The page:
Where natural disasters are concerned, any home can suddenly find itself in the path of destruction. However, when your home is your business, this is a huge cause for concern – not only for your vacation rental property but also for your guests’ safety.
Storms, flash-flooding, power outages and fires are just some of the consequences of natural disasters such as earthquakes, hurricanes and tsunamis. Having an emergency plan in place is vital for anybody with a vacation rental business, no matter how low-risk you think your area is.
In the case that disaster strikes, an emergency plan will help protect those who come into contact with your vacation rental – such as yourself, your guests and your staff, as well as anybody who helps out with the disaster response in your area.
Following the steps below will help you to emergency-proof your home and give you peace of mind in any unexpected situation that arises.
1. Create an emergency plan for your vacation rental business
Start by coming up with ideas of all the “worst-case” scenarios that could happen which would impact your guests – and get creative! This could include anything from a minor few-hour power outage to flooding, exterior property damage from fallen trees due to extreme weather, or, in the very worst case, complete destruction of the entire house, fire and so on.
As well as addressing the most likely scenarios for your area (fire, flood, drought etc.), your plan should also include:
Local emergency numbers
Your contact information
A local map
Information sources i.e. websites, local organizations, radio stations
Designated meeting place on your property
Contact numbers for people who speak other languages (if you have a lot of overseas guests)
Identifying these risks helps to protect your business in advance of anything happening. So be sure to include anything that could impact your home, be it natural or man-made. The guide from The Small Business Administration can help your property avoid becoming one of the 25% of small businesses that don’t reopen after a disaster.
2. Get the right insurance
Given that these kinds of risks are higher or lower depending on your property’s location, you need a vacation rental insurance policy that will clearly explain what is and isn’t covered for every eventuality.
Even those in very low-risk areas need to have good property insurance with coverage that protects the building and its contents during the day-to-day. Some standard policies may include coverage for property damage caused by extreme weather, such as broken windows, but they may not extend to flooding, for example.
Based on your property’s whereabouts and the associated risk, natural disaster insurance may also be a requirement for homeowners. Be sure to read around the topic thoroughly before deciding on the policy for your vacation rental.
In addition to insurance, it’s important to keep hold of dated photos of your property and everything valuable it contains – just in case they are needed as evidence for your claims, should damage occur.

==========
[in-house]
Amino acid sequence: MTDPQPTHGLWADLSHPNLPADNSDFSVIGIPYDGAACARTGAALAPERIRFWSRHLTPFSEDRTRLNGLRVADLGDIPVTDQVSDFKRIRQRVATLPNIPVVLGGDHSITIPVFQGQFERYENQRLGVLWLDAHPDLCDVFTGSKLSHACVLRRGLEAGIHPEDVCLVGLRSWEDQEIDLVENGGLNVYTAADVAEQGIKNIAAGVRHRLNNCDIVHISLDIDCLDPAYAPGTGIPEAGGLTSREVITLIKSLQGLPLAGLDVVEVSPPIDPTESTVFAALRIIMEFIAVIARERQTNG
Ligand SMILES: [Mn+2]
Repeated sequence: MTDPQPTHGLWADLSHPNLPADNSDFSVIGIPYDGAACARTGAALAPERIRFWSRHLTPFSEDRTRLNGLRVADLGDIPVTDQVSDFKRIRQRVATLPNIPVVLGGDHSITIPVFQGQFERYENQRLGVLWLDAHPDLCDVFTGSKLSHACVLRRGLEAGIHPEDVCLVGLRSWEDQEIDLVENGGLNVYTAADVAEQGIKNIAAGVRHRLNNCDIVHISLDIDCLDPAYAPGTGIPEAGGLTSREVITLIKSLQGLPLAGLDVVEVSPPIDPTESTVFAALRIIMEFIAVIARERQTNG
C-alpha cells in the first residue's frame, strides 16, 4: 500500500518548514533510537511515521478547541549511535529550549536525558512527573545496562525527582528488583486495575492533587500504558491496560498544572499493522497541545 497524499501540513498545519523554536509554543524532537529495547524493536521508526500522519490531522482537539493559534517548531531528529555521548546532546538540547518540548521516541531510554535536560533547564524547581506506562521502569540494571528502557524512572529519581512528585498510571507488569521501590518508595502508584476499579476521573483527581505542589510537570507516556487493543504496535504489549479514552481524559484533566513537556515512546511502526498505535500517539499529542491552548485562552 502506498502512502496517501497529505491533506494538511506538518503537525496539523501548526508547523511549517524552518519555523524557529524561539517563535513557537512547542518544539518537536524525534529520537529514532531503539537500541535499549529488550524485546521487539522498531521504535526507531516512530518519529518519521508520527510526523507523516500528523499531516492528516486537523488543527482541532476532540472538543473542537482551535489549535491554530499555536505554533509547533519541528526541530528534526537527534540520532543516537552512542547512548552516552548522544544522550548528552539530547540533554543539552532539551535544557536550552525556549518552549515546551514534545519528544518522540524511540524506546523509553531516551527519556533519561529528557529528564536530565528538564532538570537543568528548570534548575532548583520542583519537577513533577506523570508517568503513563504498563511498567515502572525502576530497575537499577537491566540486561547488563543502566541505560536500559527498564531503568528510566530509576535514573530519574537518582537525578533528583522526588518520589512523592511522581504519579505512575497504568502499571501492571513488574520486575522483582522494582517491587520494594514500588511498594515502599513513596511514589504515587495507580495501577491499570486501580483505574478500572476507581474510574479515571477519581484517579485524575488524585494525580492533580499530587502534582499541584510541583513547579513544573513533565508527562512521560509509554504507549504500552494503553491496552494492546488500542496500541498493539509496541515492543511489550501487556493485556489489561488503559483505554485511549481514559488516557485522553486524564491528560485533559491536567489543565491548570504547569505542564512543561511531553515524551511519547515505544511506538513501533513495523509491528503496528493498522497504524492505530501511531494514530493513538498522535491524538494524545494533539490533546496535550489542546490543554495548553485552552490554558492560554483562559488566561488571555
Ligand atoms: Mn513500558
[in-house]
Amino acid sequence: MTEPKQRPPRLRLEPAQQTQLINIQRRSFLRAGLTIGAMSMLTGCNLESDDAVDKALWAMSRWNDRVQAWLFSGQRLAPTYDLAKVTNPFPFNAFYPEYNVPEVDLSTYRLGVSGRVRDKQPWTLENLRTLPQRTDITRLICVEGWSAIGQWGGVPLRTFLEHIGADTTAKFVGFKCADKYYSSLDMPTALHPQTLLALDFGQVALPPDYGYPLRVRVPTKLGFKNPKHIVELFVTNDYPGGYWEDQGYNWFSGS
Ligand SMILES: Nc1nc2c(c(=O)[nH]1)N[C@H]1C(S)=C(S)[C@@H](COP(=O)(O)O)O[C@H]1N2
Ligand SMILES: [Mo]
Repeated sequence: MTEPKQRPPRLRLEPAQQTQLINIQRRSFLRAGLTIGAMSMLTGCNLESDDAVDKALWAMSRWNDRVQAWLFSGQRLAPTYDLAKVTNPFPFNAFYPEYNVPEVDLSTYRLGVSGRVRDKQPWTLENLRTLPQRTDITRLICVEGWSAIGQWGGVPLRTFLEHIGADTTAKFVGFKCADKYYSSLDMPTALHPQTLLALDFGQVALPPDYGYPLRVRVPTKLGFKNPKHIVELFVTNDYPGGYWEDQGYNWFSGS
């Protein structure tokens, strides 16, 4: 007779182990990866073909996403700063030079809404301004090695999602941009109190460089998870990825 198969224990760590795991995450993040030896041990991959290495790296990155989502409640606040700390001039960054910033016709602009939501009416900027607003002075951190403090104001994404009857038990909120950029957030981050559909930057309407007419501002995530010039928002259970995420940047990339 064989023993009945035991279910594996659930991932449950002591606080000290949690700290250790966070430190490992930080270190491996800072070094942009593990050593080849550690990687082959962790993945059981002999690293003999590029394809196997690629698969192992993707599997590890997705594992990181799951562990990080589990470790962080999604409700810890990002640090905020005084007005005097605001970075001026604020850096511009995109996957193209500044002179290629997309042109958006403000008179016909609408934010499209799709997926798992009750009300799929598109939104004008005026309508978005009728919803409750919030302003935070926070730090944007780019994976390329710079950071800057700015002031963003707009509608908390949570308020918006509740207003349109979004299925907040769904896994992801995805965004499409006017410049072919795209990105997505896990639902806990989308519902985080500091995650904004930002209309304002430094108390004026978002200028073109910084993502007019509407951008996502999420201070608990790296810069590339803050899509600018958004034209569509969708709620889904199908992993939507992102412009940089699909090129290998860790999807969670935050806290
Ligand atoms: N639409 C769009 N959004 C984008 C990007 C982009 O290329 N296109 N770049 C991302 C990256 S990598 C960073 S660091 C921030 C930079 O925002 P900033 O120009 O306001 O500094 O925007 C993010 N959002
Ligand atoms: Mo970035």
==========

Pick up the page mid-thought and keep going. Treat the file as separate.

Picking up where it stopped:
“Our vacation rental was unfortunately in the path of Hurricane Michael. While the house itself is in great shape, about a foot of water got into the house and garage so now we’re in the process of starting over with the interior. Thank goodness for the photos on our website though, because we can use them for our insurance claims.” – Doug, owner of Pearl Cottage on the Bay.
3. Provide supplies and a first aid kit
Even without the risk of natural disasters, a first aid kit is an essential amenity for any vacation rental property. You can purchase ready-made kits from stores, or put one together yourself.
In the case that storms or other disasters are forecasted, add 72-hour emergency supplies to the kit. For example:
Two additional liters of water per person per day (for cooking and cleaning)
Candles and matches or lighter
Flashlights and batteries
Sleeping bags or warm blankets (enough for maximum occupancy)
Toiletries like hand sanitizer, toilet paper, wipes
Water purifying tablets
Basic tools such as a hammer, pliers, wrench, screwdrivers, work gloves, pocket knife
Small fuel-operated stove and fuel
Whistle to attract attention
4. Communicate with guests
You can save time and stress by preparing an email template ahead of time with all the relevant instructions in case of an emergency, such as an evacuation order. Think about all the things your guests will need to know. In general, this will be the same information you have previously come up with in your emergency plan, such as local authority emergency contact details, evacuation routes, instructions on where supplies are stored and information on staying safe.
If a storm or other natural disaster is due to hit your location, send this email to any guests who are currently staying at your vacation rental. If the warning comes before guest check-in, it is worth assessing the potential risk and, if it’s deemed too great, canceling the reservation and offering a suitable alternative.
It’s wise to include a cancelation or curtailment policy in your emergency plan, as to avoid guest disputes further down the line (such as those who demand a full refund for being without power for a couple of hours).
There are many preventative measures you can take in order to emergency-proof your vacation rental. That said, even building your home with fire-resistant materials, or fortifying it against disaster cannot guarantee 100% that emergencies won’t occur. Being prepared for the worst is your best bet for protecting your property and your guests from as much disruption and damage as possible.
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